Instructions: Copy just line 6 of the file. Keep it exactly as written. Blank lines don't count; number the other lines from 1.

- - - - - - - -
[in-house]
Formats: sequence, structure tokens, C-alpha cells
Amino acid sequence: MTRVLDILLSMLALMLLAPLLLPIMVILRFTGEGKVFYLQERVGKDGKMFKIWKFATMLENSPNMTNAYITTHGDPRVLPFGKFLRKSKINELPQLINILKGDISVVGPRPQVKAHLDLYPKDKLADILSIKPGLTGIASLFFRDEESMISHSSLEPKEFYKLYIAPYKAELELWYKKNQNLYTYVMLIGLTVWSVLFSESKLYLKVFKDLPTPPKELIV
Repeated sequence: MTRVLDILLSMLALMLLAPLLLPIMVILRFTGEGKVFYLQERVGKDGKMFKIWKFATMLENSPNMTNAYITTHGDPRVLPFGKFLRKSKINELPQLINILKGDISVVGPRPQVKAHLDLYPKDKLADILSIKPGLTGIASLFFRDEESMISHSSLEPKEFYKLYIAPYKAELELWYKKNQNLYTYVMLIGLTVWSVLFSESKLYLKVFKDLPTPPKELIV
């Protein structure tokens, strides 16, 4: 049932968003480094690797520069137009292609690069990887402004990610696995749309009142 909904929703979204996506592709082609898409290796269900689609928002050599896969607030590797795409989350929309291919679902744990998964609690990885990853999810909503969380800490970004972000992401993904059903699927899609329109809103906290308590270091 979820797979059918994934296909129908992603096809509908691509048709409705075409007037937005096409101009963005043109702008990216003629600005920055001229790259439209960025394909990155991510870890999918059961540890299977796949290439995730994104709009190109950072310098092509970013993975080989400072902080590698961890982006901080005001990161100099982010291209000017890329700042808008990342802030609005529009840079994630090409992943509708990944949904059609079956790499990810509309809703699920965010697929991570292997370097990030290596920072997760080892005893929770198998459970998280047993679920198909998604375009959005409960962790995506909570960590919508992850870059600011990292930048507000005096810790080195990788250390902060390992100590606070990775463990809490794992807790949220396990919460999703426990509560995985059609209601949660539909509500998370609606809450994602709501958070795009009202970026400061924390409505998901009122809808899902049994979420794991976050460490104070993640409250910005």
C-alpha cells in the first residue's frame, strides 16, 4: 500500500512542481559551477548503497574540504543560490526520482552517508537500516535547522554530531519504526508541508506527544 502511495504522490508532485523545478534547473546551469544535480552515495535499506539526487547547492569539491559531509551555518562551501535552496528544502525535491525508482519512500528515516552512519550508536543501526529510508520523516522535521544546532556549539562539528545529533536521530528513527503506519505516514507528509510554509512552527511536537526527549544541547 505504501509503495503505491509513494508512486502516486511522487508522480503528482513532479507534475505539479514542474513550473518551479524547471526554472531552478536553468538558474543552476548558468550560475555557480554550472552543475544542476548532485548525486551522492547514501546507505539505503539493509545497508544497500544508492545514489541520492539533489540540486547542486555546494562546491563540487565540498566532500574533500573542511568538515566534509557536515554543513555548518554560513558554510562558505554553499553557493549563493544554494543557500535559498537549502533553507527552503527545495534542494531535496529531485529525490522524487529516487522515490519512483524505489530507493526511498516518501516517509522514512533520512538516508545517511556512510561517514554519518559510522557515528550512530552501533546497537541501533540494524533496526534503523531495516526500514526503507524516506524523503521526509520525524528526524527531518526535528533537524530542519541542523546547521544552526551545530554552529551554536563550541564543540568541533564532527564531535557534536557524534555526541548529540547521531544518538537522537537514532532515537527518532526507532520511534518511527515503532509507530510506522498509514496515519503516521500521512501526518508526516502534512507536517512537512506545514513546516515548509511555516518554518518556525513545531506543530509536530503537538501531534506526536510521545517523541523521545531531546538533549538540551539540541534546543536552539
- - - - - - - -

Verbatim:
C-alpha cells in the first residue's frame, strides 16, 4: 500500500512542481559551477548503497574540504543560490526520482552517508537500516535547522554530531519504526508541508506527544 502511495504522490508532485523545478534547473546551469544535480552515495535499506539526487547547492569539491559531509551555518562551501535552496528544502525535491525508482519512500528515516552512519550508536543501526529510508520523516522535521544546532556549539562539528545529533536521530528513527503506519505516514507528509510554509512552527511536537526527549544541547 505504501509503495503505491509513494508512486502516486511522487508522480503528482513532479507534475505539479514542474513550473518551479524547471526554472531552478536553468538558474543552476548558468550560475555557480554550472552543475544542476548532485548525486551522492547514501546507505539505503539493509545497508544497500544508492545514489541520492539533489540540486547542486555546494562546491563540487565540498566532500574533500573542511568538515566534509557536515554543513555548518554560513558554510562558505554553499553557493549563493544554494543557500535559498537549502533553507527552503527545495534542494531535496529531485529525490522524487529516487522515490519512483524505489530507493526511498516518501516517509522514512533520512538516508545517511556512510561517514554519518559510522557515528550512530552501533546497537541501533540494524533496526534503523531495516526500514526503507524516506524523503521526509520525524528526524527531518526535528533537524530542519541542523546547521544552526551545530554552529551554536563550541564543540568541533564532527564531535557534536557524534555526541548529540547521531544518538537522537537514532532515537527518532526507532520511534518511527515503532509507530510506522498509514496515519503516521500521512501526518508526516502534512507536517512537512506545514513546516515548509511555516518554518518556525513545531506543530509536530503537538501531534506526536510521545517523541523521545531531546538533549538540551539540541534546543536552539